Late last month, a New York state judge denied AIG’s request to delay approval of Bank of America’s $8.5 billion settlement with private investors in connection with certain mortgage-backed securities that had soured. Bank of America agreed to the settlement in June 2011 in order to resolve claims brought by institutional investors such as Black Rock, Metlife and Allianz SE’s Pimco. The investors alleged that Countrywide, acquired by Bank of America in 2008, misrepresented the quality of 1.6 million mortgages underlying 530 mortgage-secured trusts purchased by the investors prior to the U.S. housing market collapse.
On January 31, 2014, Justice Kapnick delivered a partial victory to Bank of America when she approved the settlement, except for a portion concerning modified mortgages. Certain opponents of the settlement claimed that Bank of America should be required to repurchase the modified mortgages. Kapnick found that Bank of New York Mellon, the trustee overseeing the trusts, failed to take this factor into account when agreeing to the settlement.
Shortly thereafter, Kapnick was elevated to a New York appellate court. However, before leaving the bench, she ordered a five-day delay before her order on the settlement was officially recorded.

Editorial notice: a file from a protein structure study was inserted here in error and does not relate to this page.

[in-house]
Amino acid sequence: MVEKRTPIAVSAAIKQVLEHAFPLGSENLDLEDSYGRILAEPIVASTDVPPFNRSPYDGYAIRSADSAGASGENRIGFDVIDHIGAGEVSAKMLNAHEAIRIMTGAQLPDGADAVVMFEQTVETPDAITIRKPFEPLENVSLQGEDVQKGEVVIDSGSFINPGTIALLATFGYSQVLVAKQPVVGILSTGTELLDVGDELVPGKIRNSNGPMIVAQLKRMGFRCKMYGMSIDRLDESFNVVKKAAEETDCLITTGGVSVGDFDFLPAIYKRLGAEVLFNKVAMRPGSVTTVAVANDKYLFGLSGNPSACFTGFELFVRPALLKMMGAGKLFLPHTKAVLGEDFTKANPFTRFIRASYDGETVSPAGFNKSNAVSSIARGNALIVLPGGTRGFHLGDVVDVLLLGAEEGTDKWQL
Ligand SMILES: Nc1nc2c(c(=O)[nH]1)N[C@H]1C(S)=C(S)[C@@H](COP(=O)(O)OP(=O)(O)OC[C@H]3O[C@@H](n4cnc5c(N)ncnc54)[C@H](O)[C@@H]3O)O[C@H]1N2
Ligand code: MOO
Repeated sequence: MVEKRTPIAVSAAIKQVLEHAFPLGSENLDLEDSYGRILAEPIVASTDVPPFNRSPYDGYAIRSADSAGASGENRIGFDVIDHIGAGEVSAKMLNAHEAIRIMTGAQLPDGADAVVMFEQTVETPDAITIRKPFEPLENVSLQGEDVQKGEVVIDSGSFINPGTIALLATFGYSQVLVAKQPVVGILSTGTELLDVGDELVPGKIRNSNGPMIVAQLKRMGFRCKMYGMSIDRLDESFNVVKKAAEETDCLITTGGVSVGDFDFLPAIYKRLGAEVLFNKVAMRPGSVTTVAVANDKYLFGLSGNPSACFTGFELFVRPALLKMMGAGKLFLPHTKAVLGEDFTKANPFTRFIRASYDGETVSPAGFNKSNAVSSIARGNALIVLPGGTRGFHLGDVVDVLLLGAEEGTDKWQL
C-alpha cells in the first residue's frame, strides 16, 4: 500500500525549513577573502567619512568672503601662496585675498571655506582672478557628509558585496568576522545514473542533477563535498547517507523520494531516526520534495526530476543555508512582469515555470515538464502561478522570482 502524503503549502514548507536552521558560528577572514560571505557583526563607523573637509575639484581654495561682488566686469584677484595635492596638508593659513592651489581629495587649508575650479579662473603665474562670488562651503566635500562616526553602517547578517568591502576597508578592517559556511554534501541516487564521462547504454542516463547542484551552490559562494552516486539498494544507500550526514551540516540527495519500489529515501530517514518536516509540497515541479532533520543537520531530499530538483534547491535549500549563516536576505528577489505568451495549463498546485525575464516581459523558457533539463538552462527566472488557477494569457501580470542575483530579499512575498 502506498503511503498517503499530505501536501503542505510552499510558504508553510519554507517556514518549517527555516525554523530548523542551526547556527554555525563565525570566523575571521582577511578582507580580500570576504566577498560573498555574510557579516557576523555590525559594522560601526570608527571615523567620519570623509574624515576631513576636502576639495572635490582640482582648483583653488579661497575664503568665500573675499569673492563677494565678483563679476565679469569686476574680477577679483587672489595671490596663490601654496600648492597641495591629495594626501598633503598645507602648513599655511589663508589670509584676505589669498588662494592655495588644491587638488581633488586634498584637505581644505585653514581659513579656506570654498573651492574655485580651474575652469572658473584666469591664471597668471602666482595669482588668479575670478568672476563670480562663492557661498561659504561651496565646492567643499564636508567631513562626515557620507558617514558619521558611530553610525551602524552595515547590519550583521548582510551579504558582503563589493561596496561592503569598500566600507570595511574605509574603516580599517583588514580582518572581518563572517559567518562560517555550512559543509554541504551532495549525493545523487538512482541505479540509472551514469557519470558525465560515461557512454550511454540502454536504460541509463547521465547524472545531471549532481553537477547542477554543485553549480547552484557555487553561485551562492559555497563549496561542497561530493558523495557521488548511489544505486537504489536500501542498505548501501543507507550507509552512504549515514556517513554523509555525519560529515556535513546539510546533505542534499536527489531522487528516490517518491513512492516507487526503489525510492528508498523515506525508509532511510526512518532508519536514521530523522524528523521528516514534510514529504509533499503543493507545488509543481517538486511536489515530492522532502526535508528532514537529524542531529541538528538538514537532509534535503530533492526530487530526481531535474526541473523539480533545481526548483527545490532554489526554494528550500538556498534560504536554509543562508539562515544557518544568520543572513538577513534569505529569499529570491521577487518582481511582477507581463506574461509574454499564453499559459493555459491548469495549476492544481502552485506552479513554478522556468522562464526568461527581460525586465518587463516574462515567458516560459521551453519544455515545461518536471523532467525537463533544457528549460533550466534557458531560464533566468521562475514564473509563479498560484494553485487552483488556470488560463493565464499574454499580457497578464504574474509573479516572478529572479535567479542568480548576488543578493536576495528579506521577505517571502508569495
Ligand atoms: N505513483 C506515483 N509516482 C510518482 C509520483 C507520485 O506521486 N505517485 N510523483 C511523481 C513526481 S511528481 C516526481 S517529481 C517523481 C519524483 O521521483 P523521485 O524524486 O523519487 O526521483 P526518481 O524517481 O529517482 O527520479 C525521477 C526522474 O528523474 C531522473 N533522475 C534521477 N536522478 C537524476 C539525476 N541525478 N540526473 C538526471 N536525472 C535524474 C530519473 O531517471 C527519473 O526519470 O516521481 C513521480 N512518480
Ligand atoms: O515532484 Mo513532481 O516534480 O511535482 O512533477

On February 4, 2014, AIG filed a motion asking Justice Saliann Scarpulla, the new judge assigned to the case, to delay recording the judgment. AIG alleged that the $8.5 billion settlement fell too far short of what investors lost, and that Justice Kapnick’s ruling failed to address key issues related to the settlement, including how the funds should be allocated.
Ruling from the bench, Justice Scarpulla ordered the judgment by her predecessor to be officially recorded. “It’s very straightforward,” Scarpulla told AIG’s lawyers, “Judge Kapnick issued the order. … If you don’t like it, your remedy is to appeal.”
A spokesperson for AIG said that the insurer “looks forward to pressing ahead with its appeal at the appropriate time.” In the meantime, AIG is pursuing a motion it filed on February 18, 2014 to have the matter reargued before Scarpulla, arguing that Kapnick applied the wrong legal standard and overlooked certain unresolved issues.
Kapnick’s January ruling was good news for Bank of America, which is trying to move past costly litigation stemming from the 2008 financial crisis. To date, the bank has paid out more than $55 billion to resolve litigation arising from the crisis.
The case is In re Bank of New York Mellon, New York State Supreme Court, New York County, No. 651786/2011.